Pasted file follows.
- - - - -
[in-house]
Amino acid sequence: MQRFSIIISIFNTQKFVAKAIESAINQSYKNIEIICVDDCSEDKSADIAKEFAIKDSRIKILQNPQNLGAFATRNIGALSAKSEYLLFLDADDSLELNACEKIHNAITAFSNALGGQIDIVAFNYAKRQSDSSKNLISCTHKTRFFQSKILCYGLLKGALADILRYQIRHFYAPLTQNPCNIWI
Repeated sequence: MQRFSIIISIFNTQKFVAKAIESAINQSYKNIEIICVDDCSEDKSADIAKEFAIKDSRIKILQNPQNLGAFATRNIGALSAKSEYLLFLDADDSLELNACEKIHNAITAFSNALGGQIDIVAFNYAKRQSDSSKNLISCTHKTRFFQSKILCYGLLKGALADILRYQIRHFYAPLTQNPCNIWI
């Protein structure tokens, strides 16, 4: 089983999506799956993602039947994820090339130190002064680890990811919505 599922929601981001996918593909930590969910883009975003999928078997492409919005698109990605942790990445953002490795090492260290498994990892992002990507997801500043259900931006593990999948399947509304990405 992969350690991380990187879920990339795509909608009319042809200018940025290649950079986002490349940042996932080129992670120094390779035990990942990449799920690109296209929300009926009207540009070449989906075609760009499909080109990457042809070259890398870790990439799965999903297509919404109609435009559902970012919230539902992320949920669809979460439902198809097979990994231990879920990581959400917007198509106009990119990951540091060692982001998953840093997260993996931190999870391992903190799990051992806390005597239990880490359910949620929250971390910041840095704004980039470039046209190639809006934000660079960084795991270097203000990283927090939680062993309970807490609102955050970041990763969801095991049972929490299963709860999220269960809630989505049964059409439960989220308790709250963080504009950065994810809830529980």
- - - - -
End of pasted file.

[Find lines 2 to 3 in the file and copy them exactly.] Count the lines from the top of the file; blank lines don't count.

Amino acid sequence: MQRFSIIISIFNTQKFVAKAIESAINQSYKNIEIICVDDCSEDKSADIAKEFAIKDSRIKILQNPQNLGAFATRNIGALSAKSEYLLFLDADDSLELNACEKIHNAITAFSNALGGQIDIVAFNYAKRQSDSSKNLISCTHKTRFFQSKILCYGLLKGALADILRYQIRHFYAPLTQNPCNIWI
Repeated sequence: MQRFSIIISIFNTQKFVAKAIESAINQSYKNIEIICVDDCSEDKSADIAKEFAIKDSRIKILQNPQNLGAFATRNIGALSAKSEYLLFLDADDSLELNACEKIHNAITAFSNALGGQIDIVAFNYAKRQSDSSKNLISCTHKTRFFQSKILCYGLLKGALADILRYQIRHFYAPLTQNPCNIWI